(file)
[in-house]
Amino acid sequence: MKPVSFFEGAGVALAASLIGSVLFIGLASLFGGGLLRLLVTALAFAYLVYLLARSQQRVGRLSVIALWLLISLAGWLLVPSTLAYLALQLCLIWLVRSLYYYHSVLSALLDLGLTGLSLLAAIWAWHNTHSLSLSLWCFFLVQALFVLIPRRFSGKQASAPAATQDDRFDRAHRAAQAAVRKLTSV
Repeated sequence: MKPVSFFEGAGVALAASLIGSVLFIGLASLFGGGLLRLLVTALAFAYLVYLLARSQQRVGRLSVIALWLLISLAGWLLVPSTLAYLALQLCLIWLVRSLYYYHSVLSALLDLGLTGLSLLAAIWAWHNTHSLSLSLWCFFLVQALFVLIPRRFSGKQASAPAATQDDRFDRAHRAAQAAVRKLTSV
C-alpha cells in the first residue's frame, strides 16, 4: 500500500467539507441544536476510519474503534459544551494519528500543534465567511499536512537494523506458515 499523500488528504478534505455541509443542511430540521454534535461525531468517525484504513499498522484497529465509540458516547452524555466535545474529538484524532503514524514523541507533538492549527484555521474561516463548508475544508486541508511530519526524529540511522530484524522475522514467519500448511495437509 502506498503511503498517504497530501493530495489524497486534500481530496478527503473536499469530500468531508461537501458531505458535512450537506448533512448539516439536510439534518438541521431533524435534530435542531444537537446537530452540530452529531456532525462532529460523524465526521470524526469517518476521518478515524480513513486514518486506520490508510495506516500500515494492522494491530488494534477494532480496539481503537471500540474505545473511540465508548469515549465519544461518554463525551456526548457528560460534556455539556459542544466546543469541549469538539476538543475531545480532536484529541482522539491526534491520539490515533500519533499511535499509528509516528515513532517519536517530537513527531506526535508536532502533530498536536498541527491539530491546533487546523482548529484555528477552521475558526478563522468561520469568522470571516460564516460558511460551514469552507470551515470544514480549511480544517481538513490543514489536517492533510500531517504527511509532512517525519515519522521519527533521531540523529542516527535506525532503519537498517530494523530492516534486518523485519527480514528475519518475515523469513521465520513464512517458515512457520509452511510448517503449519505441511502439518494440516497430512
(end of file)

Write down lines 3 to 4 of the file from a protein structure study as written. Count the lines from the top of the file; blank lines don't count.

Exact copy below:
Repeated sequence: MKPVSFFEGAGVALAASLIGSVLFIGLASLFGGGLLRLLVTALAFAYLVYLLARSQQRVGRLSVIALWLLISLAGWLLVPSTLAYLALQLCLIWLVRSLYYYHSVLSALLDLGLTGLSLLAAIWAWHNTHSLSLSLWCFFLVQALFVLIPRRFSGKQASAPAATQDDRFDRAHRAAQAAVRKLTSV
C-alpha cells in the first residue's frame, strides 16, 4: 500500500467539507441544536476510519474503534459544551494519528500543534465567511499536512537494523506458515 499523500488528504478534505455541509443542511430540521454534535461525531468517525484504513499498522484497529465509540458516547452524555466535545474529538484524532503514524514523541507533538492549527484555521474561516463548508475544508486541508511530519526524529540511522530484524522475522514467519500448511495437509 502506498503511503498517504497530501493530495489524497486534500481530496478527503473536499469530500468531508461537501458531505458535512450537506448533512448539516439536510439534518438541521431533524435534530435542531444537537446537530452540530452529531456532525462532529460523524465526521470524526469517518476521518478515524480513513486514518486506520490508510495506516500500515494492522494491530488494534477494532480496539481503537471500540474505545473511540465508548469515549465519544461518554463525551456526548457528560460534556455539556459542544466546543469541549469538539476538543475531545480532536484529541482522539491526534491520539490515533500519533499511535499509528509516528515513532517519536517530537513527531506526535508536532502533530498536536498541527491539530491546533487546523482548529484555528477552521475558526478563522468561520469568522470571516460564516460558511460551514469552507470551515470544514480549511480544517481538513490543514489536517492533510500531517504527511509532512517525519515519522521519527533521531540523529542516527535506525532503519537498517530494523530492516534486518523485519527480514528475519518475515523469513521465520513464512517458515512457520509452511510448517503449519505441511502439518494440516497430512